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Tuesday, May 10, 2016

It's Primary Election Time!

It's primary election time in Oregon.

If you have registered to vote you should have received your primary ballot already. If you have not contact your county elections office right away.

2016 Oregon Primary Election Important Dates
If you have your ballot and are making up your mind you can review the voter pamphlet. You should have received a pamphlet in the mail but if you do not have one you can get them online. 
Once you've filled out the ballot you can mail it or drop it off at a drop box. Use the state drop box locator to find one near to you.

If you have not registered to vote remember you can register for the general election up to October 18th. Since Oregon is now a Motor Voter state you are automatically registered if you have a ID or license through the Oregon DMV. You can check your registration online at any time.

If you are not registered through the Motor Voter law you can register online

You can also register by mail or by visiting your local county elections office

If you are homeless or wish to apply to register without revealing your address you can do so using these instructions

Happy voting fellow Oregonians!

Monday, April 25, 2016

Oregon Appellate Court Oral Arguments -- Week of April 25th

The Oregon Supreme Court will not hear oral arguments the week of April 25th.

The Oregon Court of Appeals will hear oral arguments on April 26th and 28th in the Supreme Court Courtroom.

Thursday, April 14, 2016

New Oregon Public Records Orders Database

The State of Oregon Law Library is excited to unveil a new online database of the Oregon Attorney General’s public records orders.

For those unfamiliar with public records orders, a person who has been denied the right to inspect or receive a copy of a public record of a state agency may submit a petition to the Attorney General. The Attorney General reviews the public record to determine if it may be withheld from public inspection and issues an order responding to the petition. Public records orders are the Attorney General's interpretation of the Oregon Public Records Law, ORS 192.410 to 192.505, as applied to the records being sought.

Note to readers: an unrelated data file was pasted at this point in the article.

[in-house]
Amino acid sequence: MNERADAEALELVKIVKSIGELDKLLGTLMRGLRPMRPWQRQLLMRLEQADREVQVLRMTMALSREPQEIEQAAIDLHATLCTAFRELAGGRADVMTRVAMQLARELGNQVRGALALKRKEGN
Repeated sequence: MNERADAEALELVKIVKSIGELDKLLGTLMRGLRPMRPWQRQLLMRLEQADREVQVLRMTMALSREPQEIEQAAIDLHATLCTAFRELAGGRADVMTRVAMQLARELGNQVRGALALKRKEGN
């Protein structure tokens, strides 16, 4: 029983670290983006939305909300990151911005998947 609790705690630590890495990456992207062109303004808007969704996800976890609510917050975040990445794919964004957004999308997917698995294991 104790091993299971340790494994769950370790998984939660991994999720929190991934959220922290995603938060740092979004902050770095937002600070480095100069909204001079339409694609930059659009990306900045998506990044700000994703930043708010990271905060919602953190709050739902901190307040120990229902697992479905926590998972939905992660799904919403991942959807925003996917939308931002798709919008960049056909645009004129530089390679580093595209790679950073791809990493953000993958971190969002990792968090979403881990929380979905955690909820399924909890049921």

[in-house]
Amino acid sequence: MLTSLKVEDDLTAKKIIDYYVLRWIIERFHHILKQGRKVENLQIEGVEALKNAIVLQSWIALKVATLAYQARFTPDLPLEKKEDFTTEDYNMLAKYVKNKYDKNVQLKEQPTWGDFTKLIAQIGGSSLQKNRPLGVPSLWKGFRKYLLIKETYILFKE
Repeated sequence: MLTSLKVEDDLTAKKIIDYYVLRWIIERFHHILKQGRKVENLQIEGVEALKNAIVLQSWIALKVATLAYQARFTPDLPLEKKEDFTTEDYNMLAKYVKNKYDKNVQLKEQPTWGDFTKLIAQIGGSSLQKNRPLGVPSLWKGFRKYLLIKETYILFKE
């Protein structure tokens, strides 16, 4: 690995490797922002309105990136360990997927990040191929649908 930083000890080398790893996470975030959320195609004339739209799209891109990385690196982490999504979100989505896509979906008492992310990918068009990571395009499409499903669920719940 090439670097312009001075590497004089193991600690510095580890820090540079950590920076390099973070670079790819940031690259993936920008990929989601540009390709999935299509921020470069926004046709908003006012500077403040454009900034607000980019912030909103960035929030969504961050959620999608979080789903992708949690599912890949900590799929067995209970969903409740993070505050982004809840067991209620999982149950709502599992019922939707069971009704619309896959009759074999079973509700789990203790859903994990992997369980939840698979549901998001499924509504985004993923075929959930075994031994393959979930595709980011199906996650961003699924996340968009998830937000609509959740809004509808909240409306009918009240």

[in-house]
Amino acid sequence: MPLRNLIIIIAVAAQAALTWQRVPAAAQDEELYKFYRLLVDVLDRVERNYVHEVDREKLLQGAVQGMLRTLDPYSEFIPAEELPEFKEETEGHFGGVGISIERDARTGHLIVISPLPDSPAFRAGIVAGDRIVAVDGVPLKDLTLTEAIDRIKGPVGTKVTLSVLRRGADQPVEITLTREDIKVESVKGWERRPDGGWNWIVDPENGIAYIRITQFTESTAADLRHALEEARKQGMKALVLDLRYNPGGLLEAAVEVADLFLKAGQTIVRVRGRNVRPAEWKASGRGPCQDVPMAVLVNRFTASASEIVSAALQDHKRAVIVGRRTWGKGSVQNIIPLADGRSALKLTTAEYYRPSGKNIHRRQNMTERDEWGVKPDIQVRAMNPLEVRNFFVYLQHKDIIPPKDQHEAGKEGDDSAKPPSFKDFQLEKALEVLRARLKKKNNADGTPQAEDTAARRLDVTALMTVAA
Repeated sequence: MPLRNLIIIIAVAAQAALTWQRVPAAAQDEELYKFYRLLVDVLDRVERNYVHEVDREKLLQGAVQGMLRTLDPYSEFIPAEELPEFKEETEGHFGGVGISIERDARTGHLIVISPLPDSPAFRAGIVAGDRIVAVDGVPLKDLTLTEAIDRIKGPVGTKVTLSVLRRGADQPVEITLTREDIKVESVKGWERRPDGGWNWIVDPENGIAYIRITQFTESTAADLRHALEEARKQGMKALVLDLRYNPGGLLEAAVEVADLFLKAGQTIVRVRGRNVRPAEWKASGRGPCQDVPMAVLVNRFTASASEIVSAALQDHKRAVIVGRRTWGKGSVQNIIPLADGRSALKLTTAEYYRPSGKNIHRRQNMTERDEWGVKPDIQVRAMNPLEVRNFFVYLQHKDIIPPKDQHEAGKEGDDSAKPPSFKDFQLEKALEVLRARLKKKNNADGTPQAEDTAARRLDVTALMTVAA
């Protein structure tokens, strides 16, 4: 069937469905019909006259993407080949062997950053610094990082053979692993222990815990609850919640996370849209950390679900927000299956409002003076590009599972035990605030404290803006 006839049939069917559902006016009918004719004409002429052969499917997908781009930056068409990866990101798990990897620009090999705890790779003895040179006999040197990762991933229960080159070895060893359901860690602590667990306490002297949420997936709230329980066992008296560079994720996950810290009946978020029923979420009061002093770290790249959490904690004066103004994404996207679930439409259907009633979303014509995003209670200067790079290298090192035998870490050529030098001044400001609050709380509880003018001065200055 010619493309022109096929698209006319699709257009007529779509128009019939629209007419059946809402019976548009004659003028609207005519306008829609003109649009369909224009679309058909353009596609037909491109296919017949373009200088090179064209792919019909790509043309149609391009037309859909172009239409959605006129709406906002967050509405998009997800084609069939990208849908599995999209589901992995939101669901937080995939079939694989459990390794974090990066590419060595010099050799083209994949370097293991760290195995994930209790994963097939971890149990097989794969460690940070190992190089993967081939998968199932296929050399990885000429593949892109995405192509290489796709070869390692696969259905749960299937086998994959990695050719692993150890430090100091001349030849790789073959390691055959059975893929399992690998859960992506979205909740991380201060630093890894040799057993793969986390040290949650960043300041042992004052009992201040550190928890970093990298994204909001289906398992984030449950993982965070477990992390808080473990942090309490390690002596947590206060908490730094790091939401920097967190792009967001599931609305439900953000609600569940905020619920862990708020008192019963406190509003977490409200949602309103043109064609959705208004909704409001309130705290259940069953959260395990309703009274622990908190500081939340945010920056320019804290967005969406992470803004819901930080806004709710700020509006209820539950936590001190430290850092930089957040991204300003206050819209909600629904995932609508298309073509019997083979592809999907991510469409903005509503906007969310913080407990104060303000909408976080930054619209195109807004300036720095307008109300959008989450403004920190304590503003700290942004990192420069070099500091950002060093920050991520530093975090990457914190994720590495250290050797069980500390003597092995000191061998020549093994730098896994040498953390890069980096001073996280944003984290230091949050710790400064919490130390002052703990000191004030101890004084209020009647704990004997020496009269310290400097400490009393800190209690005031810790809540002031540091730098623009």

The new free public tool allows for full-text searching of orders issued 1981-present. The database also gives users advanced searching capabilities to locate statutes based on the petitioner’s name, the agency whose records are being sought, or the date issued. SOLL worked closely with the Oregon Department of Justice to provide online access to these documents.

Visit and explore the new database at: http://cdm17027.contentdm.oclc.org/cdm/landingpage/collection/p17027coll2.

For more information on Oregon Public Records and Meetings Law, please visit the Department of Justice Web site: http://www.doj.state.or.us/public_records/pages/index.aspx.

Friday, April 8, 2016

Oregon Reports Extras

Historical legal research is often vital to making a convincing legal argument. A point of law can often turn on a statute or rule that is decades old.

A particularly difficult area of this research is Oregon court rules. If you are lucky enough to well stocked library you may have access back to Merrill's 1981 manual of Oregon Civil procedure. Finding historical Oregon court rules prior to 1981 can be difficult.

The Oregon Reports can help! The official reporter of the Oregon Supreme Court published court rules staring with it's first volume in 1852. You can find Oregon Court rules through 1979 published alongside the court opinions. The Oregon Reports also contains a number of other interesting sets or rules. You can find the US District of Oregon court rules from 1862 and state circuit court rules from 1872.

It has also been the practice of the court to publish memorials to certain persons. Generally the court has included memorials of Justices and Judges of the Oregon appellate courts. There are a few other non-judicial memorials, including a memorial to the long serving State of Oregon Law Librarian Edward N. Gillingham. These memorials are interesting in themselves but also provide insight into the court's history.

I have compiled the work of Mary Bauman, Pat Zollner, Mary Yunker into a spreadsheet that details in what volumes you can find these useful records. Click on the link below to download the spreadsheet.


https://drive.google.com/open?id=0Bx7JgEyZBR3aTXpqLWFLQl9ncUE


Friday, March 18, 2016

Irish Reporters

Saint Patrick's Day is a time for everyone to reflect on connections with Ireland and the Irish people. The Oregon State Law Library is no exception. Our library and the Oregon legal community has a ancient connection with Ireland. Oregon and Ireland share the legal tradition known as the Common Law.

It is a partial measure of the Common Law's grandeur that places so distant can share a mutually comprehensible conversation about a topic as intimate as the law. The State of Oregon Law Library even has a extensive collection of Irish caselaw reporters.

Here are the title pages from two reporters. Can you tell what is different about the two books and how it reflects on Irish history?


Monday, March 7, 2016

Tuesday, March 1, 2016

SCOTUS Nomination Debate

The current vacancy on the United States Supreme Court has sparked a heated controversy between Republican Senators and the President. The President and Senator Chuck Grassley of Iowa have each written blog posts on SCOTUSblog making their respective arguments. They make a concise and informative introduction to the controversy.